Sometimes it’s hard to find the right book for your mood. This week I’ve tried a couple of crime thrillers and put them down after 30 or so pages. Next I started a literary novel translated from the Swedish and lasted five pages and a peek at the end. Sometimes – actually more often than not – if I’m not doing too well with a book, I read the ending and if I like that, I sort of skip backwards a bit. If I still like what I’m reading, I start again. This wasn’t the case with the dreary Swedish number. So I went to the bookshop and the library and I’m pleased to say I’ve read two books this week, one new and one old.

The new release is Song for a Scarlet Runner by Julie Hunt. It was a gripping tale and I read it almost in the one go. One reason is that Julie Hunt’s world building is earthed and meticulous. I love maps in books – and I did sort of wish this book had one – but perhaps it wasn’t needed, for Peat’s journeying from the Overhang through all the different landscapes – the Escarpment, the farmlands, the marshes, the city of Rim, and the strange dream land by the sea where the Stiltman lived –  were all so real that you could trudge along with her.  Adding to the groundedness – and I suppose the roundedness as well! –  was Julie’s insistence on attending to the physical aspects of the journey. Peat gets hungry, cold, and tired; she needs clothes and bedding and a shelter over her head; when her leg is broken and becomes infected, she needs healing from Marsh Auntie Edie’s herbs. There are lots of meals in this book; some sound yummy, but when she’s desperate, Peat eats raw fish and I could almost feel the slippery texture.

The other reason was – of course – the characters. The heroine, Peat, is plucky, smart and sensible ; the Marsh Aunties are a fantastic crew who reminded me, just a little, of Mrs Whatsit, Mrs Which and Mrs Who from A Wrinkle in Time; and then there’s the wonderful Stiltboy.  I loved the way he spoke.
“Who are you?” I asked, although I thought I already knew.                                           “Siltboy,” he answered. “I am his.”                                                                                                 “Whose?”                                                                                                                                               “Siltman’s. I am the Siltman’s boy.”                                                                                                   “You are now, but you weren’t always.”                                                                                            “Truth,” he said. “Siltboy was the son of Pike. He knows the battle ways.” He reached into his bag and pulled out a slingshot. “How many years have you got?” he asked.             I supposed he meant how old was I. “Nine.”                                                                                    “I’ve got nine hundred.”                                                                                                                         “Nine hundred! But you’re not even grown up!”                                                                             Siltboy drew himself up to his full height, which brought him just under my chin. “Siltboy is grown,” he said. “He is strong in the legions and  brave in the heart. In the old days he would have been a giant.”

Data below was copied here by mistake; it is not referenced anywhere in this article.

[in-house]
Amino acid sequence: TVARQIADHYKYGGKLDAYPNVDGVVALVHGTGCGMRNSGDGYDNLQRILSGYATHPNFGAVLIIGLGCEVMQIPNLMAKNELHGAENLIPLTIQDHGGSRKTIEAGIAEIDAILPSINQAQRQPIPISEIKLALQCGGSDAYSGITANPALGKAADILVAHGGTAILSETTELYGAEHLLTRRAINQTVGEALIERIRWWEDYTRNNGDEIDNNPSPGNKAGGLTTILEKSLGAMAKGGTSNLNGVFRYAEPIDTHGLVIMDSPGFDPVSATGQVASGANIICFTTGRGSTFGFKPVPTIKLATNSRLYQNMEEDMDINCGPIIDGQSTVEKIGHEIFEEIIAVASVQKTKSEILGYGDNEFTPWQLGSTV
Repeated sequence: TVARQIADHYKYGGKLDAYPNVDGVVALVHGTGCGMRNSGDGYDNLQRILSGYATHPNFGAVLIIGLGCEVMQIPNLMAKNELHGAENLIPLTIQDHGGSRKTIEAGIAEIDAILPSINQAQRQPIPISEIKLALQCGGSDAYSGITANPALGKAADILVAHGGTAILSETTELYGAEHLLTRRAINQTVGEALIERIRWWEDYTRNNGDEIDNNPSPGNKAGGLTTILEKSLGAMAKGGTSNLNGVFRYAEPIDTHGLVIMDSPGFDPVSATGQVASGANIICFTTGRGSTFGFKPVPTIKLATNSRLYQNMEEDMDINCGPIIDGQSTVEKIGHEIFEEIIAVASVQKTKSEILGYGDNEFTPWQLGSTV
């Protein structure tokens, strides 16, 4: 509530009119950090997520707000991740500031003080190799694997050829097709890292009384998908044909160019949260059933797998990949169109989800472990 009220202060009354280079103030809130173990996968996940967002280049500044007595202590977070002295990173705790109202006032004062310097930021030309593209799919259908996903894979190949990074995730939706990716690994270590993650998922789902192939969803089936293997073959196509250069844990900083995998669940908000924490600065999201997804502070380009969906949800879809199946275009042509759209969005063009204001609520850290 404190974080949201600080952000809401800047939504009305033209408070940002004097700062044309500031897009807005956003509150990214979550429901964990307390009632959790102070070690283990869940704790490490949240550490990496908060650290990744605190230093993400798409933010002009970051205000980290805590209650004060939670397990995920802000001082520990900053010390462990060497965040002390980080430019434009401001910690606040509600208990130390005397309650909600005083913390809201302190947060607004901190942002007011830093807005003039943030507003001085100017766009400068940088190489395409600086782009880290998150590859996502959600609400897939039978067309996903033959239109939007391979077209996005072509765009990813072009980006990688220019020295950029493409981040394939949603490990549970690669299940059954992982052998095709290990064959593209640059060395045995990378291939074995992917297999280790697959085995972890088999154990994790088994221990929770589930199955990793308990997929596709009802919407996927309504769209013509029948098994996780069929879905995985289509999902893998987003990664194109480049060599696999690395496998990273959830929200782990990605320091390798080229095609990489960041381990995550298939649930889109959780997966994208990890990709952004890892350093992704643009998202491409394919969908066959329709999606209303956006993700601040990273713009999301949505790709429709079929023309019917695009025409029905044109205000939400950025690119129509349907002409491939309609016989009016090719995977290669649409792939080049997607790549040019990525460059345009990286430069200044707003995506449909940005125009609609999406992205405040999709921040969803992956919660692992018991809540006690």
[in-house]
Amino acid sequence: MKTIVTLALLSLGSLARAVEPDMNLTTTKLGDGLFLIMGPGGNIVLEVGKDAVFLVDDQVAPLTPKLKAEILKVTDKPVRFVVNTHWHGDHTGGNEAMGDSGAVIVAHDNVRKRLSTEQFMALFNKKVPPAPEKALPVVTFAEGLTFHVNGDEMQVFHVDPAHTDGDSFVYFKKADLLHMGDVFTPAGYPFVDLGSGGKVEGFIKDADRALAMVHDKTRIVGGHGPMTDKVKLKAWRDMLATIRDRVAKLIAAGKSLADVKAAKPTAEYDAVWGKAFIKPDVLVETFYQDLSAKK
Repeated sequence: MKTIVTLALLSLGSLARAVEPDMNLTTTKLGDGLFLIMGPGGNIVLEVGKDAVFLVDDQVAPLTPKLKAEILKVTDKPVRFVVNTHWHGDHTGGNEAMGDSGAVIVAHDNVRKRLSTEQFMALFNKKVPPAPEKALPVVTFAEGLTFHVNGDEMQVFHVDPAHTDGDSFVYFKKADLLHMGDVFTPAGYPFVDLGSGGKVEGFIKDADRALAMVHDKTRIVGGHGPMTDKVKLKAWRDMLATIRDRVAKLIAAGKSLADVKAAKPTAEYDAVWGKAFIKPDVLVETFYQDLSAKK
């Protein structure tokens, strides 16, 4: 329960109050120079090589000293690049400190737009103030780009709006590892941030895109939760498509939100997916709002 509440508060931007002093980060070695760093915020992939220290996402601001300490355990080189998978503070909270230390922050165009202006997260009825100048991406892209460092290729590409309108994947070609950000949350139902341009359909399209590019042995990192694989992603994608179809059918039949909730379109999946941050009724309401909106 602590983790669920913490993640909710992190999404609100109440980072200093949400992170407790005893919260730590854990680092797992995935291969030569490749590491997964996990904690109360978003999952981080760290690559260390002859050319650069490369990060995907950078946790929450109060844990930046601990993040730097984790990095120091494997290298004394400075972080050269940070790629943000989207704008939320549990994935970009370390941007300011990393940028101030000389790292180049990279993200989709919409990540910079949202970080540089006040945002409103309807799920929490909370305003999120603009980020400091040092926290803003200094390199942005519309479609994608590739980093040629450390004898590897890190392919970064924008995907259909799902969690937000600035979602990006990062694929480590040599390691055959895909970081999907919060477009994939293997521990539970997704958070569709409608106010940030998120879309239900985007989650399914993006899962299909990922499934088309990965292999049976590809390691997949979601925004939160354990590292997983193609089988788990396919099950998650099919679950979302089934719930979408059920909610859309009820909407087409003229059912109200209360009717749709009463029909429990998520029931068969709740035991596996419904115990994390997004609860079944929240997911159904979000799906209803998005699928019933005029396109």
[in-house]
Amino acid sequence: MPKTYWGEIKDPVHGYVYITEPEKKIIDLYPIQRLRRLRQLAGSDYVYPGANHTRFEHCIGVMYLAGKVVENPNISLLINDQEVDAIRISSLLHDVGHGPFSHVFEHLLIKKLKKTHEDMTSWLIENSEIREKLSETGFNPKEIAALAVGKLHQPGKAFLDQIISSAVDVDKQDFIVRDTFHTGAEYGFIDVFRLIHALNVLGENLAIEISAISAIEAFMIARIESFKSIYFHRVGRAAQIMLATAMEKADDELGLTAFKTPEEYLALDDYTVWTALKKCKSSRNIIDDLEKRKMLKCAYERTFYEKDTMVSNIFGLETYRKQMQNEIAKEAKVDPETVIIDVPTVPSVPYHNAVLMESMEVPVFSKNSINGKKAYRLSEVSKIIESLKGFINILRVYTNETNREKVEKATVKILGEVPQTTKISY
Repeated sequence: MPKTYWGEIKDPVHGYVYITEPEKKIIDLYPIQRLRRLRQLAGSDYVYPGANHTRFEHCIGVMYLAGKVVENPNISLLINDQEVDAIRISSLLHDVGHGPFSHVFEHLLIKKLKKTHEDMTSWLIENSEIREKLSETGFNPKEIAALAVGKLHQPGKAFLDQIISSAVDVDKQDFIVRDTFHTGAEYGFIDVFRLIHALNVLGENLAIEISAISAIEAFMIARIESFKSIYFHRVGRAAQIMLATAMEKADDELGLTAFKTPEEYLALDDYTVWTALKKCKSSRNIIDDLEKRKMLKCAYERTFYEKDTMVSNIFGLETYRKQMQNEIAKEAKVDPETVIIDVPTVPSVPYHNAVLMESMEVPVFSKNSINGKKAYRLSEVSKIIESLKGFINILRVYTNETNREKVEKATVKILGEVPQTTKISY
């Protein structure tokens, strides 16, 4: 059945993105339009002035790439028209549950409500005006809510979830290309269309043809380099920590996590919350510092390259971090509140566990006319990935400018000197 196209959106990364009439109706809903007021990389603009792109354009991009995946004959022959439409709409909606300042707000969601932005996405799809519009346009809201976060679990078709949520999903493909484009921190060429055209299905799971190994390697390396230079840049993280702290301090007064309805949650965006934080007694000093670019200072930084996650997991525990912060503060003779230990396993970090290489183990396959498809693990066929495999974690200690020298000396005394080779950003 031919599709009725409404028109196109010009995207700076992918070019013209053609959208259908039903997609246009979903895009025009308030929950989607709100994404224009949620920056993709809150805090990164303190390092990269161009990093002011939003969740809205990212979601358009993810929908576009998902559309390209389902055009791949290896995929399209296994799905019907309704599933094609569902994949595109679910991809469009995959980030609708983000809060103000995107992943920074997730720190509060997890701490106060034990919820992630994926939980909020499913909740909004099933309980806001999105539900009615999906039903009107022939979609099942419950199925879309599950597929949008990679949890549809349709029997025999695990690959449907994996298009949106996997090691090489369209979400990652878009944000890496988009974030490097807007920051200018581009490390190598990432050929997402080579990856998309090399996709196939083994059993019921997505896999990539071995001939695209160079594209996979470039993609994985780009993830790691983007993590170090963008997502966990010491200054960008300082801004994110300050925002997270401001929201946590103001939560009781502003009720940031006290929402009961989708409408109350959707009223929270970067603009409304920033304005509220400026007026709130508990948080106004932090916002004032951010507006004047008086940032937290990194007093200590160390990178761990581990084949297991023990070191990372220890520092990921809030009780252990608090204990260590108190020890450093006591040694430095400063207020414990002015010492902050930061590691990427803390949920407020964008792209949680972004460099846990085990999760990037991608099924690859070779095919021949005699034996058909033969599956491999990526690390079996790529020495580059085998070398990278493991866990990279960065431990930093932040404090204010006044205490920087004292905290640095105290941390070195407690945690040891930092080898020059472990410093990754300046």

Siltboy, like Peat, was stolen by the Siltman and enslaved as part of a supernatural bargain made by someone else. In Siltboy’s case, it was his father, Pike. I was so glad that he had a happy ending!

And I was especially charmed by the sleek, who would bite you as soon as look at you, but turned out to be a devoted and trustworthy guide.
songAnd the cover is terrific, too. What a gorgeous sleek! Just look at its naughty little eyes. It’s rather like a squirrel, I think. On our Canadian travels we saw lots and lots of squirrels. I guess they’re common as rats over there, but it took a while for us to stop squealing with delight when we saw them. They had a way of running along like mad and then stopping still quite suddenly and freezing. “You can’t see me if I don’t move!”; was that what they were thinking?DSC_0450

I hope this is just the first story about Peat.


song3The library book was The Silver Donkey by Sonya Hartnett. I read it pretty much in one go, as well. It’s a novel for children with so much to offer adults as well; beautiful, lyrical writing and a moving story about courage and kindness. The descriptions of Monsieur Lieutenant trying to look after his soldiers in the muddy trenches of World War I France had me wiping away tears and remembering my grandfather who was gassed at Passchendale.

Children’s novels were absolutely right for my mood this week!


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